A worldwide investigative journalism project uncovers offshore wealth tucked away by world leaders, including African presidents and their relatives.
A massive leak from a Panama-based law firm has exposed the private wealth of many world leaders across the globe. An investigation into the leaked papers by the International Consortium of Investigative Journalists (ICIJ) shows that law firm Mossack Fonseca assisted the likes of former Nigerian governor James Ibori, current head of the Nigerian senate Bukola Saraki, former Sudanese president Ahmed al-Mirghani, Algeria’s former mining minister Abdeslam Bouchouareb, Angolan oil minister Botelho de Vasconcelos and South African president Jacob Zuma’s nephew Khulubuse to hide away cash in tax-proof offshore accounts.
Among the African leaders’ fellow tax evaders and secret government dealers are Russian president Vladimir Putin, the president of Ukraine, the prime minister of Iceland and the King of Saudi Arabia. African investigative journalists -including African Investigative Publishing Collective member the Premium Times in Nigeria and the southern African investigative Amabhungane centre -were among the four hundred journalists belonging to over a hundred media organisations who worked for a year scrutinizing the leak which was initially received by the Sueddeutsche Zeitung in Germany.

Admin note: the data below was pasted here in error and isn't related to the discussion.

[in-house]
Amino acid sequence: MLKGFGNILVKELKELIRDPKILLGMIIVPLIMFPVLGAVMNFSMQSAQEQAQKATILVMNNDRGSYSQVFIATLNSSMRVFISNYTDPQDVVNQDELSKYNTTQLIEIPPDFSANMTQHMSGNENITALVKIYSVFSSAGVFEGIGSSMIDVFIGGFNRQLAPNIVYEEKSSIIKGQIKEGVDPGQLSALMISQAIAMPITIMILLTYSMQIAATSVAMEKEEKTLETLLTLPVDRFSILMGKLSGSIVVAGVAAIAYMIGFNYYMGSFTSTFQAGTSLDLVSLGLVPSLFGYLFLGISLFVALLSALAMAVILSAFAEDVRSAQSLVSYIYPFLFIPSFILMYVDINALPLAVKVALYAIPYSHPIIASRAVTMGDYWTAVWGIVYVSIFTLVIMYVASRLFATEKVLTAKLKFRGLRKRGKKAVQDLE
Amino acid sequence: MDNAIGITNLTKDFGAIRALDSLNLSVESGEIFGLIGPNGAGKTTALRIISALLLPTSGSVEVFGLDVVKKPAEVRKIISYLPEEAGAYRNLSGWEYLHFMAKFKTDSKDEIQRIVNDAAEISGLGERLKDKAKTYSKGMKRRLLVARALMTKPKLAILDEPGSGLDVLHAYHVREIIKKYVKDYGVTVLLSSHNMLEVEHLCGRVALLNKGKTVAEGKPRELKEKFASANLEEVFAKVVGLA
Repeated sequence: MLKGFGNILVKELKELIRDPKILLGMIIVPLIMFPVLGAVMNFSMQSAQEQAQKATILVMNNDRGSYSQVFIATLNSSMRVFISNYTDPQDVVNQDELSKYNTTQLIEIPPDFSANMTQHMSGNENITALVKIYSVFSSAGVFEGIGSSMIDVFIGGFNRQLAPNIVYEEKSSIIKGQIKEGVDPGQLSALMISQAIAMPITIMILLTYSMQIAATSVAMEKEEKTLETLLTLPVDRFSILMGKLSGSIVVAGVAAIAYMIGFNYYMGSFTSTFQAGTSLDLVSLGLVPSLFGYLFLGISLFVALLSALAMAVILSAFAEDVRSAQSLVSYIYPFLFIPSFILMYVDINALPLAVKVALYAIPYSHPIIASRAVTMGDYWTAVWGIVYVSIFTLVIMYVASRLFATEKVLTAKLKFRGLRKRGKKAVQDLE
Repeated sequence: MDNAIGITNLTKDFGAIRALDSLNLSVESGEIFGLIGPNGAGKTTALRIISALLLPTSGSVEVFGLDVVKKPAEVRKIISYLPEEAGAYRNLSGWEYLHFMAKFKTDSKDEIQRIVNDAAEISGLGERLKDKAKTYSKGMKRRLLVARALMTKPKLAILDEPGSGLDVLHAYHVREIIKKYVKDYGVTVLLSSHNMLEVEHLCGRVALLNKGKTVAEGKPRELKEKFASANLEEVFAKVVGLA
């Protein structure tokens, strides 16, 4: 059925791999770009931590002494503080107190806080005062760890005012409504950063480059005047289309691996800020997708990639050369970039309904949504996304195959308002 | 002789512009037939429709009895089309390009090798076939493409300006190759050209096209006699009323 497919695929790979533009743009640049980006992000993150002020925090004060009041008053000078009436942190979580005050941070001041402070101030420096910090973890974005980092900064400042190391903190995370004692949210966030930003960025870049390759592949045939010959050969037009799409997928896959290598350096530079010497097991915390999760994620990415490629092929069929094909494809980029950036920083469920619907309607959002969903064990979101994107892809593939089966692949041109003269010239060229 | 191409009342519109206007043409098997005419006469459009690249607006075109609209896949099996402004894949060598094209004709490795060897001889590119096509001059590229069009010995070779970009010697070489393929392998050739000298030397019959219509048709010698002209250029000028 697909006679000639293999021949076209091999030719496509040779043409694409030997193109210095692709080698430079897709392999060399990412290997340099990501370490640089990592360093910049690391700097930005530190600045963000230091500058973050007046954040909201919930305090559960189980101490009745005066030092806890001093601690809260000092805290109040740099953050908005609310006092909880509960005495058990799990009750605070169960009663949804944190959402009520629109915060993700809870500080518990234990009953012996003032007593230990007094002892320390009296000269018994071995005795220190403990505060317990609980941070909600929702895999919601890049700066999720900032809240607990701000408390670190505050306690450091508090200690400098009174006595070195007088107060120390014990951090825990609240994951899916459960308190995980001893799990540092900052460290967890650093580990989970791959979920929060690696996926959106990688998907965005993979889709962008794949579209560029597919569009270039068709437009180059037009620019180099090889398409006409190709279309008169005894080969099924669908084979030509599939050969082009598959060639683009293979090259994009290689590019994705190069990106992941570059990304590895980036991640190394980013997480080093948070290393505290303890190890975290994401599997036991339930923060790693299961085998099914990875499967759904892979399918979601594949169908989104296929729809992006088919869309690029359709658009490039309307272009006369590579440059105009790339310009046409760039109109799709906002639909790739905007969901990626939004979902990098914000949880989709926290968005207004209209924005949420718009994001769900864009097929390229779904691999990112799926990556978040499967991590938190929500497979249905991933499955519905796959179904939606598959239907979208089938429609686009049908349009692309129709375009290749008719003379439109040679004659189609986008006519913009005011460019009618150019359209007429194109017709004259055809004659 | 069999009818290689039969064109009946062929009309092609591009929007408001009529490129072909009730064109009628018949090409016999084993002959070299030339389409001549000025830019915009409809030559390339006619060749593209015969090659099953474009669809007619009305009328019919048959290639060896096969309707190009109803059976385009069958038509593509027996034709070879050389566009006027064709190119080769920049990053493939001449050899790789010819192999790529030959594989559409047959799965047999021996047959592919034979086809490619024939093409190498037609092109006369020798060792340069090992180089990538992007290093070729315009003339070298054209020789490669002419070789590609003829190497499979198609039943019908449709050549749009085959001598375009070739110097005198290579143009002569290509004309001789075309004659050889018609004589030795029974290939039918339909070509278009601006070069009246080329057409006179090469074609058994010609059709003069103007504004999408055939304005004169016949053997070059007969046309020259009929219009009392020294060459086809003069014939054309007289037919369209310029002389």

With South African president Jacob Zuma already in international spotlight because of a Constitutional Court order to him to pay back tax moneys used to ‘pimp’ his private home in Nkandla, the Zuma family is once again named in connection with ill-gotten wealth. The Panama Papers show Zuma’s nephew Khulubuse Zuma as the man behind off shore company Caprikat Ltd, which benefited of an over 100 billion Rand (almost US$ 7 billion) oil deal in the DRC. Media reports in South Africa said that the deal followed shortly after president Zuma had visited his Congolese counterpart Kabila, whose twin sister’s off shore account also features in the files.